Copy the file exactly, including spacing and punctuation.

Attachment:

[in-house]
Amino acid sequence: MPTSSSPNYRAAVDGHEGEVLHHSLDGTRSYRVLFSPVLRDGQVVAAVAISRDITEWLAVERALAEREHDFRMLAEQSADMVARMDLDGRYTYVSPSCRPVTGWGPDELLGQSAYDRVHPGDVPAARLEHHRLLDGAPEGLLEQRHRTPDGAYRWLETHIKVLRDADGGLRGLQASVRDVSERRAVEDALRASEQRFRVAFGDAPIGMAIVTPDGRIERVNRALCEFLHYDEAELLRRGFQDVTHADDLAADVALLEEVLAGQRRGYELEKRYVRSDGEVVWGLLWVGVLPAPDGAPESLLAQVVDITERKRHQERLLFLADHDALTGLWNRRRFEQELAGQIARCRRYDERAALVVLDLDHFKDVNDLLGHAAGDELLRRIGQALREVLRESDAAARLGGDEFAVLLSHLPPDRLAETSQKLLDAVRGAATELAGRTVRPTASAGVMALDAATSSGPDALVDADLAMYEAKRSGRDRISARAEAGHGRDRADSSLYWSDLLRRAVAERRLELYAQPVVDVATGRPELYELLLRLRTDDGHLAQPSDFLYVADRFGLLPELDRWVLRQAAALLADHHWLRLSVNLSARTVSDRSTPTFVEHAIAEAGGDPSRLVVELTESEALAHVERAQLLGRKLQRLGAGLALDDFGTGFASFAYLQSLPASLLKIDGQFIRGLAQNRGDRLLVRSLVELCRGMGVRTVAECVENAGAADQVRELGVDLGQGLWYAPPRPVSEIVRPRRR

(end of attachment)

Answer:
[in-house]
Amino acid sequence: MPTSSSPNYRAAVDGHEGEVLHHSLDGTRSYRVLFSPVLRDGQVVAAVAISRDITEWLAVERALAEREHDFRMLAEQSADMVARMDLDGRYTYVSPSCRPVTGWGPDELLGQSAYDRVHPGDVPAARLEHHRLLDGAPEGLLEQRHRTPDGAYRWLETHIKVLRDADGGLRGLQASVRDVSERRAVEDALRASEQRFRVAFGDAPIGMAIVTPDGRIERVNRALCEFLHYDEAELLRRGFQDVTHADDLAADVALLEEVLAGQRRGYELEKRYVRSDGEVVWGLLWVGVLPAPDGAPESLLAQVVDITERKRHQERLLFLADHDALTGLWNRRRFEQELAGQIARCRRYDERAALVVLDLDHFKDVNDLLGHAAGDELLRRIGQALREVLRESDAAARLGGDEFAVLLSHLPPDRLAETSQKLLDAVRGAATELAGRTVRPTASAGVMALDAATSSGPDALVDADLAMYEAKRSGRDRISARAEAGHGRDRADSSLYWSDLLRRAVAERRLELYAQPVVDVATGRPELYELLLRLRTDDGHLAQPSDFLYVADRFGLLPELDRWVLRQAAALLADHHWLRLSVNLSARTVSDRSTPTFVEHAIAEAGGDPSRLVVELTESEALAHVERAQLLGRKLQRLGAGLALDDFGTGFASFAYLQSLPASLLKIDGQFIRGLAQNRGDRLLVRSLVELCRGMGVRTVAECVENAGAADQVRELGVDLGQGLWYAPPRPVSEIVRPRRR